Joan Adam, Secretary of Health
South Dakota Department of Health

125 Years of Health in South Dakota - Milestones


Fellow South Dakotans,

     As we celebrate the 125th year of statehood for South Dakota, it is important to reflect on those individuals who, through the decades, have helped make this a great state. At the Department of Health we are particularly interested in noting those who have played key roles in advancing the health of the citizens of our state. In the coming weeks we will be featuring some of those individuals on this site along with key health-related milestones. Any such listings will inevitably be incomplete but it is our hope that these brief snapshots will introduce South Dakotans to some of the health pioneers whose efforts have helped create the quality of life we enjoy today.

Doneen Hollingsworth

Secretary of Health
February 2014


Black Hills medical patient


Before Statehood

  • The first hospital in what would become South Dakota was established in Lead in 1877.

  • A Legislative Assembly of the State of South Dakota, apparently in anticipation of statehood, met in 1885, and passed an act establishing state and county boards of health in what is now South Dakota.


  • South Dakota became a state.


  • The State Board of Health superintendent recommended a compulsory vaccination act enforcing vaccination, especially of all children of school age.


  • The South Dakota State Board of Health was created by a legislative act and consisted of three positions appointed by Governor Arthur C. Mellette with Dr. C.B. Alford as the first Superintendent of Health and also the Board’s first president.
(Black Hills medical patient with a sling - date unknown. Photo Courtesy of South Dakota State Historical Society)
  • The State Board of Health was appropriated $1000 annually for its needs.
  • The first meeting of the State Board of Health was held on July 9 in Aberdeen.
  • The State Board of Health, headquartered in Waubay, was formed to screen medical practitioners.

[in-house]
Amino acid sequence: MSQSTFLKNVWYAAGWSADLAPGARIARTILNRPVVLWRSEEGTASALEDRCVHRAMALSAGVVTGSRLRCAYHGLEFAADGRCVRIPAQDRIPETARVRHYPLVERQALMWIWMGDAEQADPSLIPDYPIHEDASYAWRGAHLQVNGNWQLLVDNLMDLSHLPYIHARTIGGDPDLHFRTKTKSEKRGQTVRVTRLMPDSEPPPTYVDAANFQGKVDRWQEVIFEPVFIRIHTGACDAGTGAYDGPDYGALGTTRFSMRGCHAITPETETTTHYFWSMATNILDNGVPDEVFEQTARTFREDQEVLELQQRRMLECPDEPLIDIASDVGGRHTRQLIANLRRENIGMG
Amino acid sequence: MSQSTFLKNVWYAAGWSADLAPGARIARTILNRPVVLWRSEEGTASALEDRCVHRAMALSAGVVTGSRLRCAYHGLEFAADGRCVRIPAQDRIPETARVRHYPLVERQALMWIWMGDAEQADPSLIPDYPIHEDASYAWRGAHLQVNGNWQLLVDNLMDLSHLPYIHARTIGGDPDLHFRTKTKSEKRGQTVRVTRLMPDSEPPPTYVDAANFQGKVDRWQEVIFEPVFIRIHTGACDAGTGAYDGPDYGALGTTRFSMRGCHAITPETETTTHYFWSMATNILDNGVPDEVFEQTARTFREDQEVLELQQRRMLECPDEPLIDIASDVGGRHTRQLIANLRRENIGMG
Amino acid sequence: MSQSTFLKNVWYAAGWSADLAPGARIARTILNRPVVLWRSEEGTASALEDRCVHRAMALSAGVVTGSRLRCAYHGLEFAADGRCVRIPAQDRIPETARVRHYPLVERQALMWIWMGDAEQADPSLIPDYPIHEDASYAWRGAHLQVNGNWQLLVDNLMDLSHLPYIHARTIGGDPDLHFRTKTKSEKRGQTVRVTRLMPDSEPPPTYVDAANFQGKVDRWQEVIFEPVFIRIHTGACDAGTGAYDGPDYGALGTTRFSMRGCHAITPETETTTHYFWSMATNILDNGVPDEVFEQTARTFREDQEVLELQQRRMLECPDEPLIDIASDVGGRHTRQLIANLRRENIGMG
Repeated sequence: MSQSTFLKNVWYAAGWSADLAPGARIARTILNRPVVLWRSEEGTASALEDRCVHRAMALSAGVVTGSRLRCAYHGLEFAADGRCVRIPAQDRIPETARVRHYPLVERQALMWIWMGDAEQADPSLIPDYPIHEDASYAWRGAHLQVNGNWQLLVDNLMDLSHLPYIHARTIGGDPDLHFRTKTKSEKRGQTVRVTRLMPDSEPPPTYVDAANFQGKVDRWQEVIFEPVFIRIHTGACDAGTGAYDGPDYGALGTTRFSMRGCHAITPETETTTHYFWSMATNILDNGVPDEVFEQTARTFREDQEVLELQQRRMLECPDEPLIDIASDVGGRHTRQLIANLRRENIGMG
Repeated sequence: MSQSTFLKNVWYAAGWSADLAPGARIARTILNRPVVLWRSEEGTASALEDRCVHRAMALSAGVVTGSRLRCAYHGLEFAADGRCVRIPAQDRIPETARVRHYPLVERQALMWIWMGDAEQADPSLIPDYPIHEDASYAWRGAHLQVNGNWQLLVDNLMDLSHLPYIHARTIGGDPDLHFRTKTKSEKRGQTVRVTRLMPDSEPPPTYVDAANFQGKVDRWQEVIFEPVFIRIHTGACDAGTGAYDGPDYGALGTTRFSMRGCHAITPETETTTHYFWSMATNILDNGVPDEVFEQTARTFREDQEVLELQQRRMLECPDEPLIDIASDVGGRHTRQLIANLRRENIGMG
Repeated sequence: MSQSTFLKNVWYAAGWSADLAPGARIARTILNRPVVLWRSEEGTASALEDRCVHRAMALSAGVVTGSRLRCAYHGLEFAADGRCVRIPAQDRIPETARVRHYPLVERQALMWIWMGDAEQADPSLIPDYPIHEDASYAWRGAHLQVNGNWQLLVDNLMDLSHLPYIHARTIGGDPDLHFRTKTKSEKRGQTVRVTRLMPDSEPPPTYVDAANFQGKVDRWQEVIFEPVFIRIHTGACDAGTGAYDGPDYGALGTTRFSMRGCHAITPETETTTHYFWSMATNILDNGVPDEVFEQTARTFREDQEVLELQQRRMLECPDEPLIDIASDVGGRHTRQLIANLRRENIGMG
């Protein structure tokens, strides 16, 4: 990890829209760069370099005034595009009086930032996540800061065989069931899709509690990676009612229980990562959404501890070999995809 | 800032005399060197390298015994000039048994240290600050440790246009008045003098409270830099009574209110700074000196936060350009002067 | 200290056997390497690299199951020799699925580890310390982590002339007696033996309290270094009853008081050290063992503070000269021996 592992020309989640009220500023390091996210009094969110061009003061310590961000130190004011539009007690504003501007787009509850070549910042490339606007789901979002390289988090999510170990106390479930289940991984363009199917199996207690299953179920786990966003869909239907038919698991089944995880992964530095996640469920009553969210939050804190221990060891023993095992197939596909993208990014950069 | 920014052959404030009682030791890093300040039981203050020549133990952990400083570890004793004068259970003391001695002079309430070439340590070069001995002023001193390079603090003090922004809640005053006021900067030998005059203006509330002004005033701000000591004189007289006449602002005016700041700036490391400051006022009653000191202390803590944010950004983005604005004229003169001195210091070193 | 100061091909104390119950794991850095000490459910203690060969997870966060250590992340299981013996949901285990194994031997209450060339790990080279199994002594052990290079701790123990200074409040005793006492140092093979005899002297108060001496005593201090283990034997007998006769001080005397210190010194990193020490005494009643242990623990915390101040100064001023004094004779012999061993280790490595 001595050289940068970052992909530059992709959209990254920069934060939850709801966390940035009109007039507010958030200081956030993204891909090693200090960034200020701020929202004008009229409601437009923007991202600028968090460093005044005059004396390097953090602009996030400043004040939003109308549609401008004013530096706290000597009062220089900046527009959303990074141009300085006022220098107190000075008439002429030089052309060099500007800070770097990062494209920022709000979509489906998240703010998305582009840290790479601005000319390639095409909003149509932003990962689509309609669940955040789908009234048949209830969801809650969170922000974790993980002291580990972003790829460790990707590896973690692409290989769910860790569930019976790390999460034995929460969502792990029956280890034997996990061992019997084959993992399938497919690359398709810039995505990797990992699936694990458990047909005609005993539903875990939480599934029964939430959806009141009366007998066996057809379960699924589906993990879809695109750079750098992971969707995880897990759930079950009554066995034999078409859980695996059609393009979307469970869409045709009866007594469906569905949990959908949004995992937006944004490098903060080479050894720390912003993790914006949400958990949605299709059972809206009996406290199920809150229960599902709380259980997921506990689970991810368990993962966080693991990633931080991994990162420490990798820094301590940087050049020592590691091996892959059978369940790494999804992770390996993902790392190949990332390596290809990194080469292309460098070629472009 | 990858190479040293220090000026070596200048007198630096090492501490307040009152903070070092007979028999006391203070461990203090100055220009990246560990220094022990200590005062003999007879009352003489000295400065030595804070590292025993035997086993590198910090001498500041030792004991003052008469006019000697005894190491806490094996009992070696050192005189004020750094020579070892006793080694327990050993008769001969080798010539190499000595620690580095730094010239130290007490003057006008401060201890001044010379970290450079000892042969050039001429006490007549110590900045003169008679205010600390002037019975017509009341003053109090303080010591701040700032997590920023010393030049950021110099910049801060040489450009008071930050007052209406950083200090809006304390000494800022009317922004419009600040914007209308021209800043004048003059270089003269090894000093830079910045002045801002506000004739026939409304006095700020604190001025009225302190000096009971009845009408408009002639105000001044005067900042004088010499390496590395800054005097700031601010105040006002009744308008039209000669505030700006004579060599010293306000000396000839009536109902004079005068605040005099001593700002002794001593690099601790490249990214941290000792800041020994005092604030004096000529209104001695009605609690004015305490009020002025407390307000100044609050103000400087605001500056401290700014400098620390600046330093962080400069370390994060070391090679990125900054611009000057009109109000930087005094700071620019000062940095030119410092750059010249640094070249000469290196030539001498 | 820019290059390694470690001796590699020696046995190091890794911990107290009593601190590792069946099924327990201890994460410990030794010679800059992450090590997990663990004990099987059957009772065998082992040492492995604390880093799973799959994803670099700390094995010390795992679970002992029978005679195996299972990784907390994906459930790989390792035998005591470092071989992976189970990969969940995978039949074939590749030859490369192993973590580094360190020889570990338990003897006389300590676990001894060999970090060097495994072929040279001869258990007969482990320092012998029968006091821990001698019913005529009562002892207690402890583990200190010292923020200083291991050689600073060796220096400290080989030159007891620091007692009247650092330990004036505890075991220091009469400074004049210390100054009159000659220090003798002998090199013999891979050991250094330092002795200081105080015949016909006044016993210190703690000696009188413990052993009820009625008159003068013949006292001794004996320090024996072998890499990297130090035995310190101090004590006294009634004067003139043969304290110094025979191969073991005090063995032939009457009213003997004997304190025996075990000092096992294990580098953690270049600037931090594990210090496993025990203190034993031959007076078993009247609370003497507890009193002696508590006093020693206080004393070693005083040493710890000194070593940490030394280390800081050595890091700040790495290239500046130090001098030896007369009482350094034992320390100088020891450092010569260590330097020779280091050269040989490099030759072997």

• It was requested by the State Board of Health to have at least five members on the Board instead of three.



  • The State Legislature appropriated no money to cover past and current expenses of the State Board of Health.

  • The previous Legislature abolished the Office of the State Veterinarian so it became the responsibility of the State Board of Health to isolate, kill, or remove any animal affected with a contagious disease.

  • The State Board of Health began licensing physicians and licensed 82 physicians in 1891-1892.
  • The first regulations relating to communicable disease control were adopted.

1889 USD zoology class


  • The most dangerous contagious diseases, named in the order of importance as causes of deaths, were diphtheria, scarlet fever, smallpox, typhoid fever, whooping cough and measles.
(Zoology Class University of Dakota 1889 - in front of University Hall (Old Main), Vermillion. Photo Courtesy USD Archives and Special Collections)
  • Sixty-seven diphtheria deaths were reported.
  • The importance of vaccinations against smallpox was recognized.
  • A leaflet, Dangerous Contagious Diseases, was printed containing rules for prevention and restriction of communicable diseases.


  • The annual legislative appropriation for the Board of Health was $500, rising only minimally each year until after 1910.

  • Sanitation inspections of state institutions began.

  • The State Board of Health accepted the responsibilities as a board of medical examiners and required that doctors be licensed to practice medicine in the state.


  • The State Board of Health passed a resolution recommending the compulsory vaccination against smallpox.

  • During 1893-1894, the state had over 200 cases each of diphtheria and scarlet fever, nine cases of typhoid fever, and no smallpox cases.

  • A total of 115 physicians graduated from reputable medical colleges and became licensed in the state during 1893-94.

  • The State Board of Health budget for the two years 1893-1894 totaled $1,569.01. A request was made for a larger appropriation for medical services and medicines for the State Penitentiary.


  • The Legislature enlarged the size of the State Board of Health from three members to five members to regulate the practice of medicine in the state.


  • The State Board of Health had a discussion at their May meeting regarding the prosecution of quacks, but the small appropriation made by the state made it practically impossible to take initiative steps.


  • Osteopathy was first mentioned by the State Board of Health at its meeting in Sioux Falls.